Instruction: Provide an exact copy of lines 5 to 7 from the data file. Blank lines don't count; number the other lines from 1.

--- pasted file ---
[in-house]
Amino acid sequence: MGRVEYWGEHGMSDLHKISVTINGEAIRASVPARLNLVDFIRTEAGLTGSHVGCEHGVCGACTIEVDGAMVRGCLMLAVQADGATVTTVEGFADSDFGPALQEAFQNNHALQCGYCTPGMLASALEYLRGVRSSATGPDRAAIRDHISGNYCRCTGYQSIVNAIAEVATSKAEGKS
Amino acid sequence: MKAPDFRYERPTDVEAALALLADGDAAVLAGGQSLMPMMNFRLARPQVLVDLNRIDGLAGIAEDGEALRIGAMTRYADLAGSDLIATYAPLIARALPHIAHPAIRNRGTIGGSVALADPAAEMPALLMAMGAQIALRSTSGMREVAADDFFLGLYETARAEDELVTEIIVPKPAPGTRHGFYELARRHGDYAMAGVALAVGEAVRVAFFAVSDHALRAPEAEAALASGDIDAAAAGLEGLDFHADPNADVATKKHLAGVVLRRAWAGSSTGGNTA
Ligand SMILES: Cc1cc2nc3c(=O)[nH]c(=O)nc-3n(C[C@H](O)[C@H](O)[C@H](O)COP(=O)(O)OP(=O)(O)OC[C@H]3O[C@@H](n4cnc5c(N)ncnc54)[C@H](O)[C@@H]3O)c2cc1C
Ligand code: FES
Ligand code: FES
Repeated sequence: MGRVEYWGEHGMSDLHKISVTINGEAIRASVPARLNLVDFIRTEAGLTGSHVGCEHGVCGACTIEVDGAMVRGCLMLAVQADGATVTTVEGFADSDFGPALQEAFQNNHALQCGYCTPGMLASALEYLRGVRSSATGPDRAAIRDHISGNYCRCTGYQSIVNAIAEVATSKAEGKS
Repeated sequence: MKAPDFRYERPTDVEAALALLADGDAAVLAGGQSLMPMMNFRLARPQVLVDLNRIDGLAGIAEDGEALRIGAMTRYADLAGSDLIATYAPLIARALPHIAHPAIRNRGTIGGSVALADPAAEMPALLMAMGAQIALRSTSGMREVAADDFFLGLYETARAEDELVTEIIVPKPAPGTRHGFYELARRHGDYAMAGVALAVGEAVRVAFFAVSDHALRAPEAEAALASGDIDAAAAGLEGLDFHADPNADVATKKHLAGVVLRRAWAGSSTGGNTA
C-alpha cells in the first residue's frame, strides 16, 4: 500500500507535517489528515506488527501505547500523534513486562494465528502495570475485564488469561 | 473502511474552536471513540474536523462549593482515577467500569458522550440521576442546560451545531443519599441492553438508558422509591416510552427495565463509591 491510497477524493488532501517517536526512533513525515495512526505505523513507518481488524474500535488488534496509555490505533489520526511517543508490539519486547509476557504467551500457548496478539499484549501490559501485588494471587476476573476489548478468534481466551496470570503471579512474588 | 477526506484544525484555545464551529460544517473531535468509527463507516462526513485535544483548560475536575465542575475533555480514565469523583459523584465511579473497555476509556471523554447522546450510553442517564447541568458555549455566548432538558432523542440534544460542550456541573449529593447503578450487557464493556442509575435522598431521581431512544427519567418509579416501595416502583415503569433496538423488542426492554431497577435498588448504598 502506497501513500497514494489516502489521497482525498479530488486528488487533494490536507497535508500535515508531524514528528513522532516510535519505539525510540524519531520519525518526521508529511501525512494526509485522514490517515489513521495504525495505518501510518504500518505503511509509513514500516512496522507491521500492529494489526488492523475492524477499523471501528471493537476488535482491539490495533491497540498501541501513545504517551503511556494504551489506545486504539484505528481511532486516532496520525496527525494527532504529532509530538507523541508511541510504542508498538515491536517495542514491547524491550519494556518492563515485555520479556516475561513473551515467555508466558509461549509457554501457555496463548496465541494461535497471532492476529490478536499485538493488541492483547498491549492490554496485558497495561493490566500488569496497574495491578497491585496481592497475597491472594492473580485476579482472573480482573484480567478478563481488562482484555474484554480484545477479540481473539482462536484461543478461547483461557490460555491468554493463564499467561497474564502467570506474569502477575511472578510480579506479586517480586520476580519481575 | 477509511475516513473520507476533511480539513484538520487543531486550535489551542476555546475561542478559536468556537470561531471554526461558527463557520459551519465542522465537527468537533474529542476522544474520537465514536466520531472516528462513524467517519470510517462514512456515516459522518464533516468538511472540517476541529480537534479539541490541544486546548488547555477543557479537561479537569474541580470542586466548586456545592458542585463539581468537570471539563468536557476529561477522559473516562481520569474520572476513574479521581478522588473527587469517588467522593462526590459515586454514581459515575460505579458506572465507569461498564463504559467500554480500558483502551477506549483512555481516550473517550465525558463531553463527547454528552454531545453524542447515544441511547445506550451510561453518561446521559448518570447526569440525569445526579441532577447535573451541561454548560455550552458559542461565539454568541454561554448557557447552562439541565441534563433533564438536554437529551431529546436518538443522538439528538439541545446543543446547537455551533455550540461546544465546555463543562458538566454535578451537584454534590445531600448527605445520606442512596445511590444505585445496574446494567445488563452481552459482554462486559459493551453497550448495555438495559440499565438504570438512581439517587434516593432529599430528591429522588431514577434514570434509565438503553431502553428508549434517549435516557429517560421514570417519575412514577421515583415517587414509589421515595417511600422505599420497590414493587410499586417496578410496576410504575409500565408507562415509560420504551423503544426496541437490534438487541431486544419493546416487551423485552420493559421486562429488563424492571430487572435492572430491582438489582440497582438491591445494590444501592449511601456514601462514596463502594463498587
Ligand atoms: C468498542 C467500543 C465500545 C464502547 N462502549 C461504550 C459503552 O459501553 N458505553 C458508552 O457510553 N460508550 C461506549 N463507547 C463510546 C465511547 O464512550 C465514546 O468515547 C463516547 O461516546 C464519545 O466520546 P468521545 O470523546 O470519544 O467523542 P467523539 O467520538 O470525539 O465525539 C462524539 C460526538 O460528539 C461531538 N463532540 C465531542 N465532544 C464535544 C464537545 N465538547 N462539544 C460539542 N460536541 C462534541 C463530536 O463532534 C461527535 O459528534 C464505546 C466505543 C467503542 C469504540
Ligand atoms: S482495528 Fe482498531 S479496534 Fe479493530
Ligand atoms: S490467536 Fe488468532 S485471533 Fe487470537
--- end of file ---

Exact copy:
Ligand code: FES
Ligand code: FES
Repeated sequence: MGRVEYWGEHGMSDLHKISVTINGEAIRASVPARLNLVDFIRTEAGLTGSHVGCEHGVCGACTIEVDGAMVRGCLMLAVQADGATVTTVEGFADSDFGPALQEAFQNNHALQCGYCTPGMLASALEYLRGVRSSATGPDRAAIRDHISGNYCRCTGYQSIVNAIAEVATSKAEGKS